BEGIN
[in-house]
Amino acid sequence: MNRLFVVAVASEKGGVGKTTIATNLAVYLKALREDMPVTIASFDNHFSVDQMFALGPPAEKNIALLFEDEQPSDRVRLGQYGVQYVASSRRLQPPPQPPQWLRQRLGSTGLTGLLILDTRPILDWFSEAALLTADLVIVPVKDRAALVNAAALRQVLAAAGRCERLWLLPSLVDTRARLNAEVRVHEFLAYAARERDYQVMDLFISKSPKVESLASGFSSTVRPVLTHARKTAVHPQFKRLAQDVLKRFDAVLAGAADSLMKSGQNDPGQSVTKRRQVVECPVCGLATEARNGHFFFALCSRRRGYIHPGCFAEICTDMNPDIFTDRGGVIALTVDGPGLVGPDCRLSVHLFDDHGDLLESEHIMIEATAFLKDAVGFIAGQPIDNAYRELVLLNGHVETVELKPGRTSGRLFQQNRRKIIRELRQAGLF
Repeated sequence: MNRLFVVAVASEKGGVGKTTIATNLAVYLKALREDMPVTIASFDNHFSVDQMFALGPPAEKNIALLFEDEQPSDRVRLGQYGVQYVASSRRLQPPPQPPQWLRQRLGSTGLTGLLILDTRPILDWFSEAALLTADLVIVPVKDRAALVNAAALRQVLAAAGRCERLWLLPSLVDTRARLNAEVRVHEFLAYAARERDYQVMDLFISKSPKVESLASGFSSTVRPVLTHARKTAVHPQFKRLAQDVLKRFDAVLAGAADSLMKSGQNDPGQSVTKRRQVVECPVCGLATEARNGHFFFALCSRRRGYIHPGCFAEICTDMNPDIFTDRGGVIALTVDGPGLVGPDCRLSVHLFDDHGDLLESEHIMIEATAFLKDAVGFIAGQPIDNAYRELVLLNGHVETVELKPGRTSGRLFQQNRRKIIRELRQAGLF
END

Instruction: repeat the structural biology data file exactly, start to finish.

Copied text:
[in-house]
Amino acid sequence: MNRLFVVAVASEKGGVGKTTIATNLAVYLKALREDMPVTIASFDNHFSVDQMFALGPPAEKNIALLFEDEQPSDRVRLGQYGVQYVASSRRLQPPPQPPQWLRQRLGSTGLTGLLILDTRPILDWFSEAALLTADLVIVPVKDRAALVNAAALRQVLAAAGRCERLWLLPSLVDTRARLNAEVRVHEFLAYAARERDYQVMDLFISKSPKVESLASGFSSTVRPVLTHARKTAVHPQFKRLAQDVLKRFDAVLAGAADSLMKSGQNDPGQSVTKRRQVVECPVCGLATEARNGHFFFALCSRRRGYIHPGCFAEICTDMNPDIFTDRGGVIALTVDGPGLVGPDCRLSVHLFDDHGDLLESEHIMIEATAFLKDAVGFIAGQPIDNAYRELVLLNGHVETVELKPGRTSGRLFQQNRRKIIRELRQAGLF
Repeated sequence: MNRLFVVAVASEKGGVGKTTIATNLAVYLKALREDMPVTIASFDNHFSVDQMFALGPPAEKNIALLFEDEQPSDRVRLGQYGVQYVASSRRLQPPPQPPQWLRQRLGSTGLTGLLILDTRPILDWFSEAALLTADLVIVPVKDRAALVNAAALRQVLAAAGRCERLWLLPSLVDTRARLNAEVRVHEFLAYAARERDYQVMDLFISKSPKVESLASGFSSTVRPVLTHARKTAVHPQFKRLAQDVLKRFDAVLAGAADSLMKSGQNDPGQSVTKRRQVVECPVCGLATEARNGHFFFALCSRRRGYIHPGCFAEICTDMNPDIFTDRGGVIALTVDGPGLVGPDCRLSVHLFDDHGDLLESEHIMIEATAFLKDAVGFIAGQPIDNAYRELVLLNGHVETVELKPGRTSGRLFQQNRRKIIRELRQAGLF